Right Action is abstaining from killing; abstaining from stealing; abstaining from unlawful sexual intercourse. Without stick or sword, conscientious, and full of sympathy, one should avoid and abstain from killing living beings, anxious for the welfare of all living beings.
Drop stealing. What another person owns of goods and chattels in the village or in the wood, do not take it away with thievish intent.
Drop unwholesome sexual intercourse, such as intercourse with anyone who is still under the protection of father, mother, brother, sister or relatives, or with married women, female convicts, or betrothed girls These modes of Right Action eventually cause good to happen, they bring good results.
Understanding wrong from right, one practices Right Understanding In making efforts to overcome wrong action and to arouse right action, one practices Right Effort In overcoming wrong action with attentive mind, and dwelling with attentive mind when doing right, one practices Proper Attentiveness.
So these three accompany and follow proper action: proper understanding, proper effort, and proper attentiveness. [Retold]
Maintain discernment so that you act well; that is at least to your own advantage. That is the bottom line of the verses below. What words like "transgression" and "rightfully" are to mean, is illustrated by tales and teachings in many other places. But spend some time on this thought too: At times it can be very, very hard to see who are wise and who are fools.
A wise person is characterized by his actions, and a fool by his. It is through the activities of one's life that one's discernment shines. [Anguttara Nikaya 3.2]
A wise person is to be recognized by good bodily, verbal, and mental conduct. A fool can be recognised by bodily, verbal, and mental misconduct. [Anguttara Nikaya 3.2]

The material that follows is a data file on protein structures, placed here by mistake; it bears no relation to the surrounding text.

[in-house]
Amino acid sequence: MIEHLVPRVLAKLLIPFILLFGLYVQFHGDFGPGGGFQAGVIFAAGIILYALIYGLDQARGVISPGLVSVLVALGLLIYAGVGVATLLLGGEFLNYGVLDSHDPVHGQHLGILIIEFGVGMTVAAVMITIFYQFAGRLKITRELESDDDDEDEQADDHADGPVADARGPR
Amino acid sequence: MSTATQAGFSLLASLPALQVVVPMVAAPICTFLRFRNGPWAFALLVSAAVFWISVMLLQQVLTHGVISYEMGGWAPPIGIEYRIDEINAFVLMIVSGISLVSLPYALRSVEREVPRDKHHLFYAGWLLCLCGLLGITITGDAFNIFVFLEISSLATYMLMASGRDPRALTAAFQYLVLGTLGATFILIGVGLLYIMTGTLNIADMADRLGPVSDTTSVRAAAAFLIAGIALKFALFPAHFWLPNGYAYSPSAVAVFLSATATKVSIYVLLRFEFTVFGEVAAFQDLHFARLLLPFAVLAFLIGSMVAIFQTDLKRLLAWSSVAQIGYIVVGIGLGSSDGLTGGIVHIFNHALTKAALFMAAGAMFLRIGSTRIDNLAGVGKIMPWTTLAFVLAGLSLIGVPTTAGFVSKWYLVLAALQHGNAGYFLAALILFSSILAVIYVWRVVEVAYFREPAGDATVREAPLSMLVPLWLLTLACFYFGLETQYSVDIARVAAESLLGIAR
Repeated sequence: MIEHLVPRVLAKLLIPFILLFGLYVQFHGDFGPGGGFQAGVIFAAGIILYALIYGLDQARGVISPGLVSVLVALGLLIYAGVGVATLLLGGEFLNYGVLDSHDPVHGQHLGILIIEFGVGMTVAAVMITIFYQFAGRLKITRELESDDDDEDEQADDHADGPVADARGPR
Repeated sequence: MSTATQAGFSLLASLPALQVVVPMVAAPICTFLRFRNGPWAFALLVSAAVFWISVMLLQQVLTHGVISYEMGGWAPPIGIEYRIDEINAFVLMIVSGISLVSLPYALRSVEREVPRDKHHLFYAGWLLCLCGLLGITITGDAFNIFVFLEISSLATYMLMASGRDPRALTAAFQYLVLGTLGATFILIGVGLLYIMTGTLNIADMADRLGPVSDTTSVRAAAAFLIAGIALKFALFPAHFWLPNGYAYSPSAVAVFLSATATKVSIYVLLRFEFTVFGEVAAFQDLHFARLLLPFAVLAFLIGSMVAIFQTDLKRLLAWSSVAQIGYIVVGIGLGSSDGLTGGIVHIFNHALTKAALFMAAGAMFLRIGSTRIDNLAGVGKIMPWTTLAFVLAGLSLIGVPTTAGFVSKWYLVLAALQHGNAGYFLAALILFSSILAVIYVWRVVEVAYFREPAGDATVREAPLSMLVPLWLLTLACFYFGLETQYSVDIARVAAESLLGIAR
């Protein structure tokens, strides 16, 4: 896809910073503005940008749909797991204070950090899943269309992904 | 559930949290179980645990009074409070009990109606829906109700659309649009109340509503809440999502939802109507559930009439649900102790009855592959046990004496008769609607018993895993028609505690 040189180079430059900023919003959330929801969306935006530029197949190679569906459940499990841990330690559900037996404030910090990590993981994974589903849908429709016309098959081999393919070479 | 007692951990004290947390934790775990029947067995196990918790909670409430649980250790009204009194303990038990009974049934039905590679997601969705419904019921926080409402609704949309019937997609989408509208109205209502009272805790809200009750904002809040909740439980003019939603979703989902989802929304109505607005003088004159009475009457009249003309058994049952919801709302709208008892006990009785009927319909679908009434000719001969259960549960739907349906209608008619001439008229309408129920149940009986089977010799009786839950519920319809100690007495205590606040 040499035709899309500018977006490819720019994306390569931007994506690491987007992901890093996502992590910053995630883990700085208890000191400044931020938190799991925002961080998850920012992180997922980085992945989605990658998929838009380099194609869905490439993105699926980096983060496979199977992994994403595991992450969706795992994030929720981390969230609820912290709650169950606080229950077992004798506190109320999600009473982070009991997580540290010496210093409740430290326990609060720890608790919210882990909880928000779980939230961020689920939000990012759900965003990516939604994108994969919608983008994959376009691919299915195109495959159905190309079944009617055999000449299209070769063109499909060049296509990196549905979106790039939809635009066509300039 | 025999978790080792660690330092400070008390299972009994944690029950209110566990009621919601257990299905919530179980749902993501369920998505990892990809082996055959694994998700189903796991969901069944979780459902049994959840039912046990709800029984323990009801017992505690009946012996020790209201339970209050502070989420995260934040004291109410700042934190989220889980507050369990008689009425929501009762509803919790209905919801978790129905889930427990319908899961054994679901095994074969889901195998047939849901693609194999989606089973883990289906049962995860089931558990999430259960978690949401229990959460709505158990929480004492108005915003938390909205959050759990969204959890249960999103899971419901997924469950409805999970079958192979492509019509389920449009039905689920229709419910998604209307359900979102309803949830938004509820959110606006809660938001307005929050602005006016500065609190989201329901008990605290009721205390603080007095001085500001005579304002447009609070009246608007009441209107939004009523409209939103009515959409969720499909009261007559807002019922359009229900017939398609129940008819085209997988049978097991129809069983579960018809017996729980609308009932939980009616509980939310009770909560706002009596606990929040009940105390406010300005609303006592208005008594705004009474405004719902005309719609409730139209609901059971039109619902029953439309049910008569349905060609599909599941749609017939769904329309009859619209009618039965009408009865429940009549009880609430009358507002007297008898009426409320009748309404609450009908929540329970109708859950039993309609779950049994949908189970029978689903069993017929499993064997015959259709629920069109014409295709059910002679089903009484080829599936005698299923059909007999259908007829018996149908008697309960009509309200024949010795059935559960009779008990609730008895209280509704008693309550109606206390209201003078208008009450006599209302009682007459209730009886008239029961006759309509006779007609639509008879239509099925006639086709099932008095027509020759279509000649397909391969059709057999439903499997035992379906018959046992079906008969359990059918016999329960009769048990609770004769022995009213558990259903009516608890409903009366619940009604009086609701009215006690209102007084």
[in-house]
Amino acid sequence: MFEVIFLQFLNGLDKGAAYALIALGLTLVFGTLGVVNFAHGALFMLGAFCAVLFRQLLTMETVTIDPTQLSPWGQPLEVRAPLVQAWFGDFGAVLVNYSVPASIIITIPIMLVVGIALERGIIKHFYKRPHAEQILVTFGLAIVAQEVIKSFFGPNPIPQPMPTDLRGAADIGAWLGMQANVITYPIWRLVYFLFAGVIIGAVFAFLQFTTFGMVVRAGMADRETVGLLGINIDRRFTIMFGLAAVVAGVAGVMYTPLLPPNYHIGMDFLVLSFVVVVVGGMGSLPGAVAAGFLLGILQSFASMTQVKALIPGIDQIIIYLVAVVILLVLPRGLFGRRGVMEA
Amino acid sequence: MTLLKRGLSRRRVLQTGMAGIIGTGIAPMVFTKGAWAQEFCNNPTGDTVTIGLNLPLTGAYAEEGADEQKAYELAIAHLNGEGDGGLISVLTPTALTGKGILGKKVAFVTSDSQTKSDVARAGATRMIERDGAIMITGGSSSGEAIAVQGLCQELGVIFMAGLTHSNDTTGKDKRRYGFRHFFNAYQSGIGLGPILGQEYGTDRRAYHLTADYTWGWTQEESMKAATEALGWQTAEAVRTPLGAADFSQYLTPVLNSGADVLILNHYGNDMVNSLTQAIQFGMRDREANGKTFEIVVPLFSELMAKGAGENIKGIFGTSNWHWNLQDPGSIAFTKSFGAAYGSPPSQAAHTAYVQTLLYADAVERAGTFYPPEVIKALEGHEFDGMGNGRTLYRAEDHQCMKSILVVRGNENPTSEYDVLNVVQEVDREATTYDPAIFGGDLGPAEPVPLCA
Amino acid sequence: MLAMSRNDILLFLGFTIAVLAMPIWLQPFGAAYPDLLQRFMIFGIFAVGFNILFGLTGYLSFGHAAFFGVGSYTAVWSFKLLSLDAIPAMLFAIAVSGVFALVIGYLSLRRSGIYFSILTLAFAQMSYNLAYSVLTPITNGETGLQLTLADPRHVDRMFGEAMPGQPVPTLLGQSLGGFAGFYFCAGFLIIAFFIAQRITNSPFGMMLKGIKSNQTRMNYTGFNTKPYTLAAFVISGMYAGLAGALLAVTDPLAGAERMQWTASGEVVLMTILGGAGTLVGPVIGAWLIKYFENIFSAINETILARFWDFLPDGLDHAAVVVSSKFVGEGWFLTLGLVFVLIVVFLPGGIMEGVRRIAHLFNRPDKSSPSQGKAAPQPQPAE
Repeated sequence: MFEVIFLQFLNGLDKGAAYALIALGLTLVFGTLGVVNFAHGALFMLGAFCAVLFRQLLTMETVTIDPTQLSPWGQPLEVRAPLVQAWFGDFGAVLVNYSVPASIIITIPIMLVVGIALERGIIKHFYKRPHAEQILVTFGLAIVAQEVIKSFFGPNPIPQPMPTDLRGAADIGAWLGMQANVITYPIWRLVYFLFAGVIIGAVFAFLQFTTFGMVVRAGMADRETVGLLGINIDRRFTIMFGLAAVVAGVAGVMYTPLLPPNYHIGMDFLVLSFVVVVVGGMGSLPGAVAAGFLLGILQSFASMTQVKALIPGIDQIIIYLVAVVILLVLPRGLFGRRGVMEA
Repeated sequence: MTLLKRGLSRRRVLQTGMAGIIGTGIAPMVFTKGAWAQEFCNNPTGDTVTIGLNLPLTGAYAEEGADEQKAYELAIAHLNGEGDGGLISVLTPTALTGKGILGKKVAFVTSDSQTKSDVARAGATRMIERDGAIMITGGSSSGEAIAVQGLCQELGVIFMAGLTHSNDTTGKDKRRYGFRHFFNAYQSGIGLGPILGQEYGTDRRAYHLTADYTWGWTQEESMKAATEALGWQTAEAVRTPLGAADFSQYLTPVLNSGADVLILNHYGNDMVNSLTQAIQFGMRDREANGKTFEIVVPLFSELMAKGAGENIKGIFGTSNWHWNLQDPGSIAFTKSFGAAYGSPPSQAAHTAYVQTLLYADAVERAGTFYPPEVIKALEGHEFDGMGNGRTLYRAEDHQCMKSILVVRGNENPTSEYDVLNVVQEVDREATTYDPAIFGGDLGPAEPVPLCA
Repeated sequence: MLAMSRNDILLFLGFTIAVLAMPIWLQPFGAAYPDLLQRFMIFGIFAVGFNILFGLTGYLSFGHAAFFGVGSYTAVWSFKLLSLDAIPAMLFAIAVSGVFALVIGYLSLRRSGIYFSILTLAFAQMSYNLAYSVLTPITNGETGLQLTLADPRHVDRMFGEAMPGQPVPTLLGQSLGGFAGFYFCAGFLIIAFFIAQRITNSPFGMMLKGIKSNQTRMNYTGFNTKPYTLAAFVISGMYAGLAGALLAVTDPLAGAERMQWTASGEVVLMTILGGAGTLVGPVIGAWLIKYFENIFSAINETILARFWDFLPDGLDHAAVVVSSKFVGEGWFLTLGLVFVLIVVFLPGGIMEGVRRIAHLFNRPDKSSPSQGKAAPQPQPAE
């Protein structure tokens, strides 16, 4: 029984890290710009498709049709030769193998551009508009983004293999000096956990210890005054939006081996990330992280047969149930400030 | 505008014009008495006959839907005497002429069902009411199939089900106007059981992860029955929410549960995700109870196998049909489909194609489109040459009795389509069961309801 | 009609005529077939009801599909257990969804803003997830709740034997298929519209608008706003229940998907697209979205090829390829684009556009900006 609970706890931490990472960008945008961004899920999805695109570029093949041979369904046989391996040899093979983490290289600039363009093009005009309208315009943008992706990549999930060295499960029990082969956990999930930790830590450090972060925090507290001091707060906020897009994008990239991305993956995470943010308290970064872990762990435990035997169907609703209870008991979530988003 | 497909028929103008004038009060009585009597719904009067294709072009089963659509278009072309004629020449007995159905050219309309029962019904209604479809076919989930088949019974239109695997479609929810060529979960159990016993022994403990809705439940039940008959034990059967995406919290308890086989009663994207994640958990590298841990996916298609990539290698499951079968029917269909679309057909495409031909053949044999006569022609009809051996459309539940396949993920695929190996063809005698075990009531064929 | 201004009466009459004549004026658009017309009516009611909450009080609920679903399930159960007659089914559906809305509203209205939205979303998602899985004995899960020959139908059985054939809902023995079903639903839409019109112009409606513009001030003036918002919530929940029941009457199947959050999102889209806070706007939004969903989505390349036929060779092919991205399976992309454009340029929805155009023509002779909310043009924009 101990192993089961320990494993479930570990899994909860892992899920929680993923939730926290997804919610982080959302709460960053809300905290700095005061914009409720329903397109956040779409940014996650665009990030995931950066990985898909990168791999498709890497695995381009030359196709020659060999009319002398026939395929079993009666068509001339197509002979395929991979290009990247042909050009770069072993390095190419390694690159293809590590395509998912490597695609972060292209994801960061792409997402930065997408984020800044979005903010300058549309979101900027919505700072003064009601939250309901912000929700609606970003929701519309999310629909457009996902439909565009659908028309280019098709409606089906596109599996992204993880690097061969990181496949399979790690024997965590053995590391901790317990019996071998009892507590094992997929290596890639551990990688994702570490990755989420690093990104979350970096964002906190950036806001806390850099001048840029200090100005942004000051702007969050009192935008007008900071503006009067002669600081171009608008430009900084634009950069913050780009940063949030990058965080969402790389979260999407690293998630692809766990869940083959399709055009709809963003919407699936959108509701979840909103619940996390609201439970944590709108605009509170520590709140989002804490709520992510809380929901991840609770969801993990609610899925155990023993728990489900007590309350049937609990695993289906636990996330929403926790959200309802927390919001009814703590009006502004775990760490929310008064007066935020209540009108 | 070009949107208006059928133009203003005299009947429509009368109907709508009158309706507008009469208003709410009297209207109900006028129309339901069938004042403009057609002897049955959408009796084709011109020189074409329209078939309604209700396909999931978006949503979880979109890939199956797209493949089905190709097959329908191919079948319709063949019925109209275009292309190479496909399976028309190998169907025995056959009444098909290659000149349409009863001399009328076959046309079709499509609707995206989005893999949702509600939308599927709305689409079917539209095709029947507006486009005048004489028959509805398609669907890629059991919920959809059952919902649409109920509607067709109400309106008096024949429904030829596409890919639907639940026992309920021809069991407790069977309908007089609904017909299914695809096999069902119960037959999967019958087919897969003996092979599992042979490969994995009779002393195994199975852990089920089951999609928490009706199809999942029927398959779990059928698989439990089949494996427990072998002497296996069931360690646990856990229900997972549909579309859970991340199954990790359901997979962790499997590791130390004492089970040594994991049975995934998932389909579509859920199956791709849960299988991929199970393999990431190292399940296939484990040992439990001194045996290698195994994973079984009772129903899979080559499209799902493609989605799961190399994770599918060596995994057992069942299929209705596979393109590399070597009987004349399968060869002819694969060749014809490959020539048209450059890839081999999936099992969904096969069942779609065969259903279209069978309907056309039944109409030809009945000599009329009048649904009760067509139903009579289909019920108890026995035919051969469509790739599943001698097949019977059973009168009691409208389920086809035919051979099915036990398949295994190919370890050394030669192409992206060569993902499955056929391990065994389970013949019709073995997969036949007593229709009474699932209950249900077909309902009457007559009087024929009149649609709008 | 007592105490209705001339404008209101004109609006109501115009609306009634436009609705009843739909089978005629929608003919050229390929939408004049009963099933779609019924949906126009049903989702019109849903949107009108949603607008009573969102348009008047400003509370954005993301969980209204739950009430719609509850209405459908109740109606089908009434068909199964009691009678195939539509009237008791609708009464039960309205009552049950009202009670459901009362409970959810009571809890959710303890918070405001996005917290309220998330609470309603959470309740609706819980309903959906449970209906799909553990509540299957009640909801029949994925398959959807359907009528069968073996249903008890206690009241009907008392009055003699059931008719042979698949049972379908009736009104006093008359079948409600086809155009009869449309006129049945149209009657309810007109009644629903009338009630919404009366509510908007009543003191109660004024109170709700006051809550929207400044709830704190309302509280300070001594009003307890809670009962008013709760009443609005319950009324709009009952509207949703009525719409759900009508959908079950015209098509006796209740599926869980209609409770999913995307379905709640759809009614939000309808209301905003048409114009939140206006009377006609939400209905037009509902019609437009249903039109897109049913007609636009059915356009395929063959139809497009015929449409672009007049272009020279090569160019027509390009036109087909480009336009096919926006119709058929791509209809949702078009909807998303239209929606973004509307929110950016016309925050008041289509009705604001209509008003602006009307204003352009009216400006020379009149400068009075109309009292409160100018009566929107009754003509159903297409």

Train yourself to avoid the things by which one is to be recognized as a fool. Undertake and maintain what marks a wise person. [Anguttara Nikaya 3.2]
One fool takes up a burden that has not fallen to him, and another fool does not take up a burden that has. [Anguttara Nikaya 2.98]
The fool doesn't see his transgression as a transgression (The fool does not understand it when he has transgressed some code). [Anguttara Nikaya 2.21]
It is a fool who doesn't rightfully pardon another who has confessed his transgression. [Anguttara Nikaya 2.21]
To see his transgression as a transgression, characterises the wise one. [Anguttara Nikaya 2.21]
He who rightfully pardons another who has confessed his transgression, is wise. [Anguttara Nikaya 2.21]
Powers, John, and James Fieser, eds. Anthology of Scriptures of World Religions. New York: McGraw-Hill, 1997. —— In it, there is a revised version of the chapter "Buddhism, an Introduction" with updated translations.
Gombrich, Richard F. What the Buddha Thought. London: Equinox, 2009. —— The remaining question is what Buddha thought 2 600 years ago. Buddhist practitioners could do well to read the book with caution. One difficult issue is how far Buddha was largely borrowing from and responding to Brahmins of their shared Vedic cultre, and was teaching within a Brahminical context in his major sermons on karma, rebirth, and cosmology, or how far it was the other way round. Another hot potato is whether Buddha "borrowed" content from Upanishads - the Brihadaranyaka and Chandogya Upanishads in particular. These Upanishads most likely predate Buddhism (see WP, "Upanishads"). However, seeing and expressing similar things independently or quite independently should also be considered. The third issue is that of No-Soul, No Self. It is the key defining difference between Buddhism and Brahmanical thinking. (p. 60 ff).
Things are impermanent, i.e., ever-changing, and by that token they are not satisfactory, and by that token they cannot be the atman [spirit].
Later Buddhists came to interpret the third hallmark as 'not having a self or essence', "but that was not its original meaning – in fact, it is doubly misleading.
Both Pali grammar and a comparison with the Vedanta show that the word means 'is not atman' rather than 'does not have atman'. Comparison with the Vedanta further shows that the translation 'self is appropriate. (p. 69-70)